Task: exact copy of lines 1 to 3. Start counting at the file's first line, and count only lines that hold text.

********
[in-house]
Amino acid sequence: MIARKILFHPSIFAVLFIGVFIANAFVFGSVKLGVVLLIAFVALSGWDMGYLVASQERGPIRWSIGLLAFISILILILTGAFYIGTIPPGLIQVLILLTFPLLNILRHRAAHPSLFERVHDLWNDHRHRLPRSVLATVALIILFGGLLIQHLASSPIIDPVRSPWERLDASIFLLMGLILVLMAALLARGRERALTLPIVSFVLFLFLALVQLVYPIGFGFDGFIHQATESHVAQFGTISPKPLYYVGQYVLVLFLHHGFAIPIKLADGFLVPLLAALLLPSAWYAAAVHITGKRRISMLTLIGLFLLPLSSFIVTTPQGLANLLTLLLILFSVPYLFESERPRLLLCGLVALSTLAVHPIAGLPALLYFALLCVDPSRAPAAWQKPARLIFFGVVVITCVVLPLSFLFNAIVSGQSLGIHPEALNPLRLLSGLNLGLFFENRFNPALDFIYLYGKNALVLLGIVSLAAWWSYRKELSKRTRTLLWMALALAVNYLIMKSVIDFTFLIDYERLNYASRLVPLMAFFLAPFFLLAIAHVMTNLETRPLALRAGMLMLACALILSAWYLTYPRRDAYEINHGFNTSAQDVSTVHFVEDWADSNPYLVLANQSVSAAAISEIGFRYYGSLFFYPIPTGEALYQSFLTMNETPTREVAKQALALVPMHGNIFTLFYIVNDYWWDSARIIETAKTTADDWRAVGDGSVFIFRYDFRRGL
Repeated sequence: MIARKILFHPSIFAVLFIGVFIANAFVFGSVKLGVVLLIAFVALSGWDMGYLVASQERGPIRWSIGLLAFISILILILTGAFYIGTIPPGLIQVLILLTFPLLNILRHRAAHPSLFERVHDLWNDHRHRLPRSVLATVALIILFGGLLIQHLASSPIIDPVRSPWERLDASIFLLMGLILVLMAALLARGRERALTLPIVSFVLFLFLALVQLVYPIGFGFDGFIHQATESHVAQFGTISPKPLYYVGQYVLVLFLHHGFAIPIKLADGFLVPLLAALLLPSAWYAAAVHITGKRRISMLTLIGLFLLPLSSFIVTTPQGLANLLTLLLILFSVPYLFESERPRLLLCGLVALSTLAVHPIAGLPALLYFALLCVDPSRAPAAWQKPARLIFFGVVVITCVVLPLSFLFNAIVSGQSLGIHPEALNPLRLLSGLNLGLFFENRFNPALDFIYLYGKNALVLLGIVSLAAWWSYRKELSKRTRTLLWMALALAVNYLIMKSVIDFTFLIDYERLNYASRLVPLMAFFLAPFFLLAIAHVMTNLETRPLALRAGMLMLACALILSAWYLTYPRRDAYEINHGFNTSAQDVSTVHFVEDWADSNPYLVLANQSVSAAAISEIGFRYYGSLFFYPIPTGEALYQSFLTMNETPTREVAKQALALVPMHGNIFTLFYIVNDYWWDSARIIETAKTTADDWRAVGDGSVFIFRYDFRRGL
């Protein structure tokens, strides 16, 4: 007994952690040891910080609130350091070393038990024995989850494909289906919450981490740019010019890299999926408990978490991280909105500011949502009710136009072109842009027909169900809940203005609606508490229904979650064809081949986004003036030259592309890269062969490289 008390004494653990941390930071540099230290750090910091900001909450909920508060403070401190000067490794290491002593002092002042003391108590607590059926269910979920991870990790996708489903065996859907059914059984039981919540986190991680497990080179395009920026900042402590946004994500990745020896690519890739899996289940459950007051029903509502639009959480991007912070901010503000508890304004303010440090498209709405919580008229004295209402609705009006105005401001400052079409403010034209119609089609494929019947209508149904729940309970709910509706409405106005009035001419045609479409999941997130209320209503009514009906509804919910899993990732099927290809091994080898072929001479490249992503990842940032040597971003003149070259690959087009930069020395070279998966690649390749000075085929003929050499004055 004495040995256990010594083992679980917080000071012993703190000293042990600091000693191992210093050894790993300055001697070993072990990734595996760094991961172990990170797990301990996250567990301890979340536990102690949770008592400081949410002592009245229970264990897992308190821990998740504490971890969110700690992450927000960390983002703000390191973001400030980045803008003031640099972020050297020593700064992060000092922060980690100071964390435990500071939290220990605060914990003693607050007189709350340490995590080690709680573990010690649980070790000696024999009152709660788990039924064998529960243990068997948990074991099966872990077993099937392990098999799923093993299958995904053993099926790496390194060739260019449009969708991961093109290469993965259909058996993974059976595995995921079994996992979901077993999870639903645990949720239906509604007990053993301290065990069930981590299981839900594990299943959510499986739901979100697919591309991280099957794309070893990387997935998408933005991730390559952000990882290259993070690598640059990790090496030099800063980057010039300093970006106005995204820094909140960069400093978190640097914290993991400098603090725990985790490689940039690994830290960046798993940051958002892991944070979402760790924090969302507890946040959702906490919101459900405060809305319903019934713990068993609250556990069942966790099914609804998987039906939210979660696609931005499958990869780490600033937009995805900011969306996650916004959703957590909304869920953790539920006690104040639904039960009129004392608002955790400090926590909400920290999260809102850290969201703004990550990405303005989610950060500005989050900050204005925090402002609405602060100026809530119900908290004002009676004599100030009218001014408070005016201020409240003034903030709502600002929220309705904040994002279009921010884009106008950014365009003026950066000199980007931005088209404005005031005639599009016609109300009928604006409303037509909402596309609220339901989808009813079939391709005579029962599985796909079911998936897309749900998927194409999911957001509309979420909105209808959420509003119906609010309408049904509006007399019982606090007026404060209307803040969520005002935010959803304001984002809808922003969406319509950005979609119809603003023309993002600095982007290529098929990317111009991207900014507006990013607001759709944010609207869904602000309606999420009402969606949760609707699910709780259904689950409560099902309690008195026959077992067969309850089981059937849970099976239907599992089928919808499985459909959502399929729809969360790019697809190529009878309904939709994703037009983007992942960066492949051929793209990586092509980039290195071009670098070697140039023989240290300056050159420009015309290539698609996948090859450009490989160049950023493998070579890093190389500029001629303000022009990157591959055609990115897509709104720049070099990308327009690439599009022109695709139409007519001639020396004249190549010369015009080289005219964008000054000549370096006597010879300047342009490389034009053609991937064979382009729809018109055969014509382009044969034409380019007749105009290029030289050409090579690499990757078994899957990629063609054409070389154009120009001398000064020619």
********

[in-house]
Amino acid sequence: MIARKILFHPSIFAVLFIGVFIANAFVFGSVKLGVVLLIAFVALSGWDMGYLVASQERGPIRWSIGLLAFISILILILTGAFYIGTIPPGLIQVLILLTFPLLNILRHRAAHPSLFERVHDLWNDHRHRLPRSVLATVALIILFGGLLIQHLASSPIIDPVRSPWERLDASIFLLMGLILVLMAALLARGRERALTLPIVSFVLFLFLALVQLVYPIGFGFDGFIHQATESHVAQFGTISPKPLYYVGQYVLVLFLHHGFAIPIKLADGFLVPLLAALLLPSAWYAAAVHITGKRRISMLTLIGLFLLPLSSFIVTTPQGLANLLTLLLILFSVPYLFESERPRLLLCGLVALSTLAVHPIAGLPALLYFALLCVDPSRAPAAWQKPARLIFFGVVVITCVVLPLSFLFNAIVSGQSLGIHPEALNPLRLLSGLNLGLFFENRFNPALDFIYLYGKNALVLLGIVSLAAWWSYRKELSKRTRTLLWMALALAVNYLIMKSVIDFTFLIDYERLNYASRLVPLMAFFLAPFFLLAIAHVMTNLETRPLALRAGMLMLACALILSAWYLTYPRRDAYEINHGFNTSAQDVSTVHFVEDWADSNPYLVLANQSVSAAAISEIGFRYYGSLFFYPIPTGEALYQSFLTMNETPTREVAKQALALVPMHGNIFTLFYIVNDYWWDSARIIETAKTTADDWRAVGDGSVFIFRYDFRRGL
Repeated sequence: MIARKILFHPSIFAVLFIGVFIANAFVFGSVKLGVVLLIAFVALSGWDMGYLVASQERGPIRWSIGLLAFISILILILTGAFYIGTIPPGLIQVLILLTFPLLNILRHRAAHPSLFERVHDLWNDHRHRLPRSVLATVALIILFGGLLIQHLASSPIIDPVRSPWERLDASIFLLMGLILVLMAALLARGRERALTLPIVSFVLFLFLALVQLVYPIGFGFDGFIHQATESHVAQFGTISPKPLYYVGQYVLVLFLHHGFAIPIKLADGFLVPLLAALLLPSAWYAAAVHITGKRRISMLTLIGLFLLPLSSFIVTTPQGLANLLTLLLILFSVPYLFESERPRLLLCGLVALSTLAVHPIAGLPALLYFALLCVDPSRAPAAWQKPARLIFFGVVVITCVVLPLSFLFNAIVSGQSLGIHPEALNPLRLLSGLNLGLFFENRFNPALDFIYLYGKNALVLLGIVSLAAWWSYRKELSKRTRTLLWMALALAVNYLIMKSVIDFTFLIDYERLNYASRLVPLMAFFLAPFFLLAIAHVMTNLETRPLALRAGMLMLACALILSAWYLTYPRRDAYEINHGFNTSAQDVSTVHFVEDWADSNPYLVLANQSVSAAAISEIGFRYYGSLFFYPIPTGEALYQSFLTMNETPTREVAKQALALVPMHGNIFTLFYIVNDYWWDSARIIETAKTTADDWRAVGDGSVFIFRYDFRRGL